Making Change Happen
How do we make change happen?
First, this is an interesting and somewhat difficult problem.
No one knows the complete answer. Change does happen, and people ascribe causes to why the change happens (or does not happen). The facts are very messy so it is hard to be sure, and hard to know if we are sometimes lying to ourselves.
Still change does happen.
Second, some people seem to be better at making it happen than others.
Why is this topic interesting to you? (you might be asking yourself)
Well, I suggest it could change your job and your career for the better dramatically. And, after learning and trying to make change, if change does not happen, I will suggest some of you move to a different company.
I will suggest, if you make change happen, you can dramatically affect the lives of people you care about. Change them a lot. Double their happiness, send up their productivity by 200%, 300%, 600%. Make customers 100% more satisfied. Destroy the competition.
So, I hope you are attentive to this subject.
A few observations.
1. Agile values, principles and practices, if adopted well and executed professionally, can provide tremendous results.
I think agile, even if done unprofessionally or partially, can provide notable results (+20%).
If done well, agile can have a tremendous impact (+500% or more). From the base line of the team you are working with, the benefits probably extend higher. I don’t know if people can get a Team to keep going much higher (e.g., higher than 10x better).
Today, I will not try to justify that statement, but it is an assumption that is key.
2. For any large group of people, the thought processes associated with agile are not the normal culture.
It may be that some individuals understand agile almost completely, naturally and intuitively with a minimal mixture of waterfall thinking or culture.
It is my belief that almost every company has a strong mixture of ‘old style’ thinking that retards, degrades or diminishes success with agile. Thus, we need a cultural shift, a change in thinking.
3. It is hard to get the group culture to change.
It is easy to change one or two people some, and introduce them to new ideas.
But it is very hard to change a department’s culture.
And even harder to change the company’s culture.
Still, at least in small groups, we can alter the immediate culture enough to adopt agile initially and often to have that adoption become better over time.
4. The Change never ends.
I am less sure of this one, but I think it is always true.
Do not be gulled into feeling: “Oh, we have changed to agile and no more change is needed.”
First, your group probably is not really doing agile well, nor as well as it can.
Second, by definition, Scrum means you should be getting better each Sprint, by removing impediments.
Third, that ‘old style thinking’ starts to come back. People forget why they started to do agile, or why agile works, and this starts to degrade the lean-agile implementation. Results worsen.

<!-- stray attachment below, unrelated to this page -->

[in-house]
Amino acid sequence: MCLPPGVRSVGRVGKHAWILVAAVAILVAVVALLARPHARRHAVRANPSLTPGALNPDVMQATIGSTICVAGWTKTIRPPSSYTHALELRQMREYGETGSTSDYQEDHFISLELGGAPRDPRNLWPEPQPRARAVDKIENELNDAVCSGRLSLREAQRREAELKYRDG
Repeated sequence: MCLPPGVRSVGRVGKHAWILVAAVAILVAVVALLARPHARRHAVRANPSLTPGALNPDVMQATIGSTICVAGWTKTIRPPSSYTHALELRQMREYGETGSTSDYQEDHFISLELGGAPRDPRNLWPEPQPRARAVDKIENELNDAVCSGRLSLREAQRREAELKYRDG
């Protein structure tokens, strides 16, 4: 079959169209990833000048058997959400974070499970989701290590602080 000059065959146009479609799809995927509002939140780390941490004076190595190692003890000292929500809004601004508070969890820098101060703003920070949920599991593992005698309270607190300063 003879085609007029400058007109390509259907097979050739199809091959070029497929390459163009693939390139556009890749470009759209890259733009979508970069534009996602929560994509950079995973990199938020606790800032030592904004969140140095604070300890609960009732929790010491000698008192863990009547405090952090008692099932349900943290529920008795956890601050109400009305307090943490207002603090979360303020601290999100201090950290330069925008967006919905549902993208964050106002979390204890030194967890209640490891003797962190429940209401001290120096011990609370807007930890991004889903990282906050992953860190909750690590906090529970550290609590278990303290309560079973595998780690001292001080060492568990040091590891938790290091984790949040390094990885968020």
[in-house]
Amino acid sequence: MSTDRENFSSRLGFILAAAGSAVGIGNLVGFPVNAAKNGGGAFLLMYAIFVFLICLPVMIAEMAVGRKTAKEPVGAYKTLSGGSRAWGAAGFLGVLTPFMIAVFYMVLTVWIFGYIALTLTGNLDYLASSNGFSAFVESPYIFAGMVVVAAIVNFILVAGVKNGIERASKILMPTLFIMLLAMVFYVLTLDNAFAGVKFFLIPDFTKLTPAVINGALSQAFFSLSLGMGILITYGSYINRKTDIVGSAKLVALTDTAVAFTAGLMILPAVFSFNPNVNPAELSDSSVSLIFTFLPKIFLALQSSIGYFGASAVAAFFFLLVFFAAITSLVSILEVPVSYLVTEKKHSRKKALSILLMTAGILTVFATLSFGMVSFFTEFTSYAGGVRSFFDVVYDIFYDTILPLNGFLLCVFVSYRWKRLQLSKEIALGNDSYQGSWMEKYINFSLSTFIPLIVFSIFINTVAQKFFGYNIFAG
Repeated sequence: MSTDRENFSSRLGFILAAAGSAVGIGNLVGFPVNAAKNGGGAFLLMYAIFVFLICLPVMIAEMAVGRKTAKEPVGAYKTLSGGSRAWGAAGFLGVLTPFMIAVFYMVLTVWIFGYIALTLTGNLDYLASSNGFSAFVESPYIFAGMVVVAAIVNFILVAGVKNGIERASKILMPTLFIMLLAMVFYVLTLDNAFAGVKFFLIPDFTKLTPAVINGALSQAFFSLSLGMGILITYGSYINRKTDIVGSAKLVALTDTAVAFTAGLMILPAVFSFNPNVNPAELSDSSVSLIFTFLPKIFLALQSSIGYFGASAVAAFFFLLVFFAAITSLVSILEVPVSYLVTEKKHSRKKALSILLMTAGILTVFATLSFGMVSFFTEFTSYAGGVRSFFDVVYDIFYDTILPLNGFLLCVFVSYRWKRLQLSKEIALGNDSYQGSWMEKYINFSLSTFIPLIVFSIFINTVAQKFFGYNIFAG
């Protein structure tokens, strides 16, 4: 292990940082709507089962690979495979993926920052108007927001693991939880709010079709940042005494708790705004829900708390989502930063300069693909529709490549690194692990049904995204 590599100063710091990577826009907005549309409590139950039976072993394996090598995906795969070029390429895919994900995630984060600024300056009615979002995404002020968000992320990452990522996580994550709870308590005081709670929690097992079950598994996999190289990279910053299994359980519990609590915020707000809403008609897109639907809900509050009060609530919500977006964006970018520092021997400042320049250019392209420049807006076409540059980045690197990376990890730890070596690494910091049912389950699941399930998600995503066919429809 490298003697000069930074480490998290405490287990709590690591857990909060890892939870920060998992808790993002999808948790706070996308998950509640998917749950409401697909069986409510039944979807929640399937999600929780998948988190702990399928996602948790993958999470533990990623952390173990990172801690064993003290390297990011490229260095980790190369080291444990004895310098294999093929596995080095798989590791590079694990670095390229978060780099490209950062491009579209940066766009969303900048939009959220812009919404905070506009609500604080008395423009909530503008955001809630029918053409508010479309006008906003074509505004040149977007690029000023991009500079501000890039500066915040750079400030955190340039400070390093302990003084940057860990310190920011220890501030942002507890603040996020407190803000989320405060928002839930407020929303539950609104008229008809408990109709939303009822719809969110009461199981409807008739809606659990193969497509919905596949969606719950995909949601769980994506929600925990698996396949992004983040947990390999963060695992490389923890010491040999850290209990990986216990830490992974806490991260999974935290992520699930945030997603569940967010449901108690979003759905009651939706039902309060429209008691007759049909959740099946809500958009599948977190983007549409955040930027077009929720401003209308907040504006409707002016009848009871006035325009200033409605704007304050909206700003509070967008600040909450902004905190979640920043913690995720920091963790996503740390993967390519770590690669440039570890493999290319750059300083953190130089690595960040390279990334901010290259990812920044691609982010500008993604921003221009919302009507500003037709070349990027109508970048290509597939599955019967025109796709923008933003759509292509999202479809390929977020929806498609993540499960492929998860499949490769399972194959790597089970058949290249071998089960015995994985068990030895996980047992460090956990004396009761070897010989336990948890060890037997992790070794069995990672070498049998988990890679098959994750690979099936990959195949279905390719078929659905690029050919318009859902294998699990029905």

So, we must be continually changing in a forward direction, and watch out for retrograde movements in the culture. Then fix them.
Now, what do we do, to get this all to happen?
My 4 favorite things to talk about in this area are:
1. Just do it!
By this I mean, start doing Scrum, and do Scrum well. Add things to Scrum, but come back and do it well. And by doing Scrum, the whole culture starts to develop.
It is not enough, by itself, but if you understand and are explaining the success of Scrum (all the time), it starts to have a significant impact.
2. Understand John Kotter’s ideas
Kotter has an 8-step program for change. These are the steps:
- Create a sense of urgency
- Build a guiding coalition
- Form a strategic vision and initiatives
- Enlist a volunteer army
- Enable action by removing barriers
- Generate short term wins
- Sustain acceleration
- Institute change (that is, put it into the structure of the org)
These ideas are worth looking into. Read Kotter’s books. Many of his articles are available online.
The biggest problem is step 1.
3. Use Fearless Change
Mary Lynn Manns and Linda Rising wrote a great book about change, called Fearless Change. I strongly recommend the book. And they have a new edition, called More Fearless Change.
The main part of the first book describes 48 patterns you can use to change your group (your set of people).
Use those patterns regularly. Work on one pattern per day. Come close to implementing one pattern per day (fully completing one per day).
This will cause small changes to happen, and will, slowly, change the culture.
4. Use Open Agile Adoption
Daniel Mezick has a wonderful set of ideas around Open Agile Adoption.
In summary: do not let the people feel forced to adopt agile. They are free knowledge workers. You can explain it to them (or hire a trainer to train them on it, etc.).
Give them a vision, something like: “Over the next year, we want to become Agile, to see if that gives us some real business benefits.”
Invite ‘the people’ to join in, and define the details of the change. Argue about it. The people also includes the agile advocates.
Use Open Space events periodically (every 2-3 months?) to define chapters of change (the next 2-3 months). Enable people to self-organize on which parts of the change should be addressed now.
You will notice that these ideas invoke several of Kotter’s ‘steps’.
You will notice that the Open Space events will address both the practical as well as the ‘cultural’ aspects of change.
Too long for today, so I will stop.